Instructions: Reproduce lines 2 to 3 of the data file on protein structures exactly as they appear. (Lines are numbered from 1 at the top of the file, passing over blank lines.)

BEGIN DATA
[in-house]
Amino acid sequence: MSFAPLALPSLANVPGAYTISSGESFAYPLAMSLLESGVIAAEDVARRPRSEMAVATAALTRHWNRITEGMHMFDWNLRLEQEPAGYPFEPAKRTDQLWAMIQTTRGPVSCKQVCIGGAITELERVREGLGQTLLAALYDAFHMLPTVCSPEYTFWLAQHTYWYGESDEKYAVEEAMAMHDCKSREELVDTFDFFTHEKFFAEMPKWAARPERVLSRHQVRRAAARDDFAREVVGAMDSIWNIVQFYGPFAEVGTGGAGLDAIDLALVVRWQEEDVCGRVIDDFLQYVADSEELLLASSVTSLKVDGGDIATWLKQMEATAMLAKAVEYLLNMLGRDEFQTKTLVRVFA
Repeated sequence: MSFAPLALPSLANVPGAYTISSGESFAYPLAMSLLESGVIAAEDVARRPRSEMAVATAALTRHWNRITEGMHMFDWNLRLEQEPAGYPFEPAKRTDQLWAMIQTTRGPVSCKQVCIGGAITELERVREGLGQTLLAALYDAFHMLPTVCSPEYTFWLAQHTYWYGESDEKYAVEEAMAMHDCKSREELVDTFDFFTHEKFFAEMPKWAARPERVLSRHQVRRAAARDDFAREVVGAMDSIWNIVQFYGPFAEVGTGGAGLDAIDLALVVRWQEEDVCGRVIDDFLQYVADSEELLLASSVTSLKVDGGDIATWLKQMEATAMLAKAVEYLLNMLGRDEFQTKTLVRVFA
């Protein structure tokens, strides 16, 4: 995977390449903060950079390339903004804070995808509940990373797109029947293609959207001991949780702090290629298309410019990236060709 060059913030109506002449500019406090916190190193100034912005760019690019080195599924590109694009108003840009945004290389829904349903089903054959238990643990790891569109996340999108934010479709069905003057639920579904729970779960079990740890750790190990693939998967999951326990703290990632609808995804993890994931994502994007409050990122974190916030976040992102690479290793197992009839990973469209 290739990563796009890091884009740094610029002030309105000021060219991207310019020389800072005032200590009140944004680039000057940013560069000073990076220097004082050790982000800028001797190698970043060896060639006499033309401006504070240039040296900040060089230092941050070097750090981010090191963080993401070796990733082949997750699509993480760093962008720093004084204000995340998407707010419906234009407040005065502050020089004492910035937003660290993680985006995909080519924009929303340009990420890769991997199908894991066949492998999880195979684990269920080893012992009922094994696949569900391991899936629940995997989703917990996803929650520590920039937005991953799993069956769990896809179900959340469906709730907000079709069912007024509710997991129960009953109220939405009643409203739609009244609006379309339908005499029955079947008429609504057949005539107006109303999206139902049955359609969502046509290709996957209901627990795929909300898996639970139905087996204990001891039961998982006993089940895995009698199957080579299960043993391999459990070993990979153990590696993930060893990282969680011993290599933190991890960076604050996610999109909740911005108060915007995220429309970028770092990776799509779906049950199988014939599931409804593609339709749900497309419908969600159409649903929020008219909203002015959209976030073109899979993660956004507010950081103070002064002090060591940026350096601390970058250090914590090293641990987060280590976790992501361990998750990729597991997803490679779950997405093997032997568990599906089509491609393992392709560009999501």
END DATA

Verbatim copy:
Amino acid sequence: MSFAPLALPSLANVPGAYTISSGESFAYPLAMSLLESGVIAAEDVARRPRSEMAVATAALTRHWNRITEGMHMFDWNLRLEQEPAGYPFEPAKRTDQLWAMIQTTRGPVSCKQVCIGGAITELERVREGLGQTLLAALYDAFHMLPTVCSPEYTFWLAQHTYWYGESDEKYAVEEAMAMHDCKSREELVDTFDFFTHEKFFAEMPKWAARPERVLSRHQVRRAAARDDFAREVVGAMDSIWNIVQFYGPFAEVGTGGAGLDAIDLALVVRWQEEDVCGRVIDDFLQYVADSEELLLASSVTSLKVDGGDIATWLKQMEATAMLAKAVEYLLNMLGRDEFQTKTLVRVFA
Repeated sequence: MSFAPLALPSLANVPGAYTISSGESFAYPLAMSLLESGVIAAEDVARRPRSEMAVATAALTRHWNRITEGMHMFDWNLRLEQEPAGYPFEPAKRTDQLWAMIQTTRGPVSCKQVCIGGAITELERVREGLGQTLLAALYDAFHMLPTVCSPEYTFWLAQHTYWYGESDEKYAVEEAMAMHDCKSREELVDTFDFFTHEKFFAEMPKWAARPERVLSRHQVRRAAARDDFAREVVGAMDSIWNIVQFYGPFAEVGTGGAGLDAIDLALVVRWQEEDVCGRVIDDFLQYVADSEELLLASSVTSLKVDGGDIATWLKQMEATAMLAKAVEYLLNMLGRDEFQTKTLVRVFA